Airline loyalty programs confusing to members – study

Many airline loyalty programs are failing to deliver on their intended purpose because members do not understand how to redeem the awards they accumulate. That’s the conclusion of a just-released study by consumer research company J.D. Power.

According to the J.D. Power 2019 Airline Loyalty Program Satisfaction Study, nearly half (45 percent) of program members say they do not understand how to redeem their miles and/or points. This lack of understanding has a significant negative effect on overall customer satisfaction.

"This is the third year in a row that we’ve seen airline loyalty program customer satisfaction hampered by a widespread lack of understanding of how to extract the most value from the programs," said Michael Taylor, Travel Intelligence Lead at J.D. Power. "Many airlines are evaluating the success of their loyalty programs based on dollars spent by travelers rather than on miles flown. That’s a significant shift away from rewarding frequent travelers and toward rewarding high spenders."

Following are some key findings of the 2019 study:
  • Lack of understanding program details negatively affects satisfaction: While overall industry satisfaction increases to 789 (on a 1,000-point scale) from 776 in 2018, airline loyalty program member satisfaction climbs 135 points when members understand how to redeem points and increases 129 points when members understand how to earn points. Yet, nearly half (45 percent) of general loyalty program members say they do not completely understand how to redeem rewards and 43 percent say they do not fully understand how to earn miles/points.
  • Recognition goes a long way toward building customer loyalty: Overall satisfaction scores increase 102 points when passengers’ names are used by airline staff, yet this occurs just 35 percent of the time. Similarly, overall satisfaction climbs 68 points when a member of the airline staff recognizes a loyalty program member’s status during the booking, check-in, departure or flight. However, this happens more than half (53 percent) of the time.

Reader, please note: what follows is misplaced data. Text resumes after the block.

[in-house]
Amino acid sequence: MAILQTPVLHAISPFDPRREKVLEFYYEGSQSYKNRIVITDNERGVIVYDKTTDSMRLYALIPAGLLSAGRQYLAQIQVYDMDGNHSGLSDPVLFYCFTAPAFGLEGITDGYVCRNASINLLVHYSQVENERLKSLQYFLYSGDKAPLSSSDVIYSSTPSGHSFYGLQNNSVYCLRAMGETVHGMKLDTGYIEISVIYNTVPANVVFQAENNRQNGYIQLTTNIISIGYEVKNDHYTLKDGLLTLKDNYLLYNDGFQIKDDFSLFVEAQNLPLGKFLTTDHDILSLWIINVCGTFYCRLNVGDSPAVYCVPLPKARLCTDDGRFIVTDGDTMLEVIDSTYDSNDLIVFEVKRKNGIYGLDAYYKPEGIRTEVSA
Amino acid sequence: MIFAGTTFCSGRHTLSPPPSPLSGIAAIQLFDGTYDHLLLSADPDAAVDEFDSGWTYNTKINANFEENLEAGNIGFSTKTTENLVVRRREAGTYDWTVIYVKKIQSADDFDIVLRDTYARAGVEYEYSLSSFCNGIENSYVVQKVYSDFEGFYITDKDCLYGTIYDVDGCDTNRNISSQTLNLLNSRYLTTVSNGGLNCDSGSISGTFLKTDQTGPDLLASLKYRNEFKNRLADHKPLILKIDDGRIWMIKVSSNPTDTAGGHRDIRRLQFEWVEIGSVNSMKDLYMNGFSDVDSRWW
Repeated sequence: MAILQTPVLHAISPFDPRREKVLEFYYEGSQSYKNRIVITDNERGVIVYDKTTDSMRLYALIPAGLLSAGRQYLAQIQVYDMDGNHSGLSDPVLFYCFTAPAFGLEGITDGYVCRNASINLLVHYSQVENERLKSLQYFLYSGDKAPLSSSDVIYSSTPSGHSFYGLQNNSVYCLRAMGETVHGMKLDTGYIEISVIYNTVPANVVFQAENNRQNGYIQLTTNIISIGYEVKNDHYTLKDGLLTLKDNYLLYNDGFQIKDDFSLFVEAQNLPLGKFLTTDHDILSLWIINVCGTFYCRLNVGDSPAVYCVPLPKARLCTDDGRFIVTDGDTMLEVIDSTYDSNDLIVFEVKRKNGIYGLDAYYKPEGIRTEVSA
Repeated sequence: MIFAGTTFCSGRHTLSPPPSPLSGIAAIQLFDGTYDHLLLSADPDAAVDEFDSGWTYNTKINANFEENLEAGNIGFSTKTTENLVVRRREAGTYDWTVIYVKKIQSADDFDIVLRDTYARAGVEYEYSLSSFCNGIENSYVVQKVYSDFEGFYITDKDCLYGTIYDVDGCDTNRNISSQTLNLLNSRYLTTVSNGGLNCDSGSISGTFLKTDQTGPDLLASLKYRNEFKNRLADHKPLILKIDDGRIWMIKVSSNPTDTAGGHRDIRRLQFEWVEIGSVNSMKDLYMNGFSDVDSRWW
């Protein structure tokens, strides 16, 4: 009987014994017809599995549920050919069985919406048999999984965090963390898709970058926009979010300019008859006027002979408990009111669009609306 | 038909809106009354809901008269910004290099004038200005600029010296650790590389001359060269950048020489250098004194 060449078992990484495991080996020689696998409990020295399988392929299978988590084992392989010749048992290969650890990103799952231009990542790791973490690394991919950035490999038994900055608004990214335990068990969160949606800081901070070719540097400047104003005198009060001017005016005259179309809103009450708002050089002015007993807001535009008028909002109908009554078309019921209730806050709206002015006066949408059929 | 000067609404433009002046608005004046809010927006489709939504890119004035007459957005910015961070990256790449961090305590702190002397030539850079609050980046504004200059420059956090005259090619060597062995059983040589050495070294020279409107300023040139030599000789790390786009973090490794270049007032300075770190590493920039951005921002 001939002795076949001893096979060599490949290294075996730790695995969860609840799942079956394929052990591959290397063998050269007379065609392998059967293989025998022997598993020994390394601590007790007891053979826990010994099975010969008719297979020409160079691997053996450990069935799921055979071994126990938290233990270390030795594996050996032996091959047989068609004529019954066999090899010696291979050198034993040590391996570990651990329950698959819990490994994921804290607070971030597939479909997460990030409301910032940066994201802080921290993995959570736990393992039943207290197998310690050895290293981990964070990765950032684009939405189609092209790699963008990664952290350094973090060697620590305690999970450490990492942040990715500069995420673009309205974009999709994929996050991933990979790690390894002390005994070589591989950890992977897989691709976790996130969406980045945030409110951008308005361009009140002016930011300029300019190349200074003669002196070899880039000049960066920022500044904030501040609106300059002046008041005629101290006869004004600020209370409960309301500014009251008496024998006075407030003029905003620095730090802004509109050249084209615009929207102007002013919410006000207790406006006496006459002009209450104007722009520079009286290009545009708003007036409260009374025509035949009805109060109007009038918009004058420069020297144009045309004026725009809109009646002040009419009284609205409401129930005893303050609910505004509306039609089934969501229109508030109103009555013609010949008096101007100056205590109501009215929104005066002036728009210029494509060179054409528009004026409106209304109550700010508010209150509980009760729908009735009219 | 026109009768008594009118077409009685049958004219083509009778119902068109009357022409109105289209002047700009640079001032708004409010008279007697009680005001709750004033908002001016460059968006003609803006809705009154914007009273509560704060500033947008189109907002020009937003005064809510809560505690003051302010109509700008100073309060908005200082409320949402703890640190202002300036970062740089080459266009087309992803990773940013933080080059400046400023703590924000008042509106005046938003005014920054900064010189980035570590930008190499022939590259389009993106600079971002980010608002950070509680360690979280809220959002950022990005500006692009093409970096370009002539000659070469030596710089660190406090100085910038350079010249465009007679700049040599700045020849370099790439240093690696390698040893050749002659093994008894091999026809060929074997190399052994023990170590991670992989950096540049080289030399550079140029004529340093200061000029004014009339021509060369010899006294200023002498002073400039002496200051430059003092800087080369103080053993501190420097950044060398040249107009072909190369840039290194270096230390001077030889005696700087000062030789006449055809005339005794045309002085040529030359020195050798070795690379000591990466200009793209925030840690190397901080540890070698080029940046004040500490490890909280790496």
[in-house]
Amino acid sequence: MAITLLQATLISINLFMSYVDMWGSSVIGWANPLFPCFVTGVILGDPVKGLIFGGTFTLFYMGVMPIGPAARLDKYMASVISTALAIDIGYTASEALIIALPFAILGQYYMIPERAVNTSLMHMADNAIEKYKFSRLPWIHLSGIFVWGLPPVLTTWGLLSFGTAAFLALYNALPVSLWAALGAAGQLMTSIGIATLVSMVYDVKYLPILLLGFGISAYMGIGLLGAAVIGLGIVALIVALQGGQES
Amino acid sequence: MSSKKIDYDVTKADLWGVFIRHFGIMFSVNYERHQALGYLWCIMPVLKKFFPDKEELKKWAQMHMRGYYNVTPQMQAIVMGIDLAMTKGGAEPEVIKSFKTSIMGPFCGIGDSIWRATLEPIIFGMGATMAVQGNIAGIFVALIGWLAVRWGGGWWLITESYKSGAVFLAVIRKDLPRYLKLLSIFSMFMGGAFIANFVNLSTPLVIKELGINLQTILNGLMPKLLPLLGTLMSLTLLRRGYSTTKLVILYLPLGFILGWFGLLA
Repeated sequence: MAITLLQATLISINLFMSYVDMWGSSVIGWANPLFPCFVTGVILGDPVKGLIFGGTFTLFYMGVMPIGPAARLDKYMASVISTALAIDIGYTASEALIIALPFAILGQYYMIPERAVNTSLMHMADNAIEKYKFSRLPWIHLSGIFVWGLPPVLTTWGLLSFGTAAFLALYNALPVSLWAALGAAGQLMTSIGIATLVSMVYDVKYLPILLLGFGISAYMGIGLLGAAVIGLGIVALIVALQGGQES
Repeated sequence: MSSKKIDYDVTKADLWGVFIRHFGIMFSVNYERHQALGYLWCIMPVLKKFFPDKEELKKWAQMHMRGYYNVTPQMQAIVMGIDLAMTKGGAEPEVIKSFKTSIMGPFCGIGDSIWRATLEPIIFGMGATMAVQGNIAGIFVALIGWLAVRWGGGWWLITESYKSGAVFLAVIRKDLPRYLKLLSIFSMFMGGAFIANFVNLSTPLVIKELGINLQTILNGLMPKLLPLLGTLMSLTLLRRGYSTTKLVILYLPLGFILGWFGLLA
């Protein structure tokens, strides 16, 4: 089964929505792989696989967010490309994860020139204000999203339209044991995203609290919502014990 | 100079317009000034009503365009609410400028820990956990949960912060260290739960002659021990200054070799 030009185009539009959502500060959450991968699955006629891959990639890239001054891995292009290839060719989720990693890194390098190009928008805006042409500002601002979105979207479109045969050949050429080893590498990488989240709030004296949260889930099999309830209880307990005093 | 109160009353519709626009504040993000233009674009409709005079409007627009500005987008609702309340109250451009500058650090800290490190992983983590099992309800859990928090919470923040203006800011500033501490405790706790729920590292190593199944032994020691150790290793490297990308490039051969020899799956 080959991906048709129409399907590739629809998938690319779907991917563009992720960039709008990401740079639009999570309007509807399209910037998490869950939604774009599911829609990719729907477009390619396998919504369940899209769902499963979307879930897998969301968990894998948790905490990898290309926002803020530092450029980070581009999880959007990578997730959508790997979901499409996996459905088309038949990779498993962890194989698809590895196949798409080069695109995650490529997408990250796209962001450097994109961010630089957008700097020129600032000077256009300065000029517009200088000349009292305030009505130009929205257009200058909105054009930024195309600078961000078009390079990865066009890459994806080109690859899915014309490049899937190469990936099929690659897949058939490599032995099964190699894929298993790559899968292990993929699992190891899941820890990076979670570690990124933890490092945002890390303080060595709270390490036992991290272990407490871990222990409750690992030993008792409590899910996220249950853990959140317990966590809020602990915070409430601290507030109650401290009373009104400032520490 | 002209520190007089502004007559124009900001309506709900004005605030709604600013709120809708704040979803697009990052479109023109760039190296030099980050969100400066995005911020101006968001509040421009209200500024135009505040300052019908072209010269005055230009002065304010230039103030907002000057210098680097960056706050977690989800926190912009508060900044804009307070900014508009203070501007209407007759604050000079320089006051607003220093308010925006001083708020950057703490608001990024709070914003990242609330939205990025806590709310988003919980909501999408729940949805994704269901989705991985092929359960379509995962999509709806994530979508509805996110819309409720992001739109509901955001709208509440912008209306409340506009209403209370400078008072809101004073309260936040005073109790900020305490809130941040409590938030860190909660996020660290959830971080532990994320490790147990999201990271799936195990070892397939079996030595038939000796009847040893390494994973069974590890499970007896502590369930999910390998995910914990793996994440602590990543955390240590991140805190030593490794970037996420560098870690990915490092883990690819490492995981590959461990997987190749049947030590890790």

• Most important perks: Among specific benefits and rewards used through airline loyalty programs, discounts on airport and limousine services drive the most significant increase in overall satisfaction (+102 points), followed by waiving same-day change fees (+95) and lowest rate guarantee (+94).
  • Increased mobile app use associated with higher satisfaction: Mobile app usage among loyalty program members has increased 10 percent during the past year, with 56 percent of program members reporting that they have such a mobile app on their smartphone or tablet. Loyalty members with mobile apps are more satisfied overall (+70 points) than members without the mobile app.
The 2019 Airline Loyalty Program Satisfaction Study measures member satisfaction with airline rewards and loyalty programs based on four factors (in order of importance): earning and redeeming rewards (34 percent); program benefits (27 percent); account management (24 percent); and member communication (15 percent). The study is based on 3,188 responses from rewards program members and was fielded in August-September 2019.

Study Rankings 

 jetBlue Airways (NASDAQ:JBLU) TrueBlue, with a score of 821, ranks highest in overall member satisfaction for a third consecutive year. Southwest Airlines (NYSE:LUV) Rapid Rewards (812) ranks second and Alaska Airlines (NYSE:ALK) Mileage Plan (810) ranks third.

My take

My frustration with airline mileage programs does not stem from not being able to figure out how to use them; it’s from the flight options I’m offered when I do.

Most often, the flight options I’m presented with offer flights at the least desirable times and require at least one change of planes. I understand the airlines want to put these non-revenue-generating posteriors into seats that would otherwise be empty, but offering second- and third-tier service does not engender loyalty; it just pisses people off.

To that point, I’m not surprised that jetBlue and Southwest ranked so well. jetBlue says they don’t oversell their aircraft, meaning there are potentially more seats available for their members who want to use miles. Southwest consistently ranks at the top of the annual Switchfly Reward Seat Availability Survey, with award seats available on 100 percent of its flights.

So there are examples of airlines who understand how to make customer satisfaction a priority. Now, if only the others (and there are SO many….) would take a lesson or two from them.

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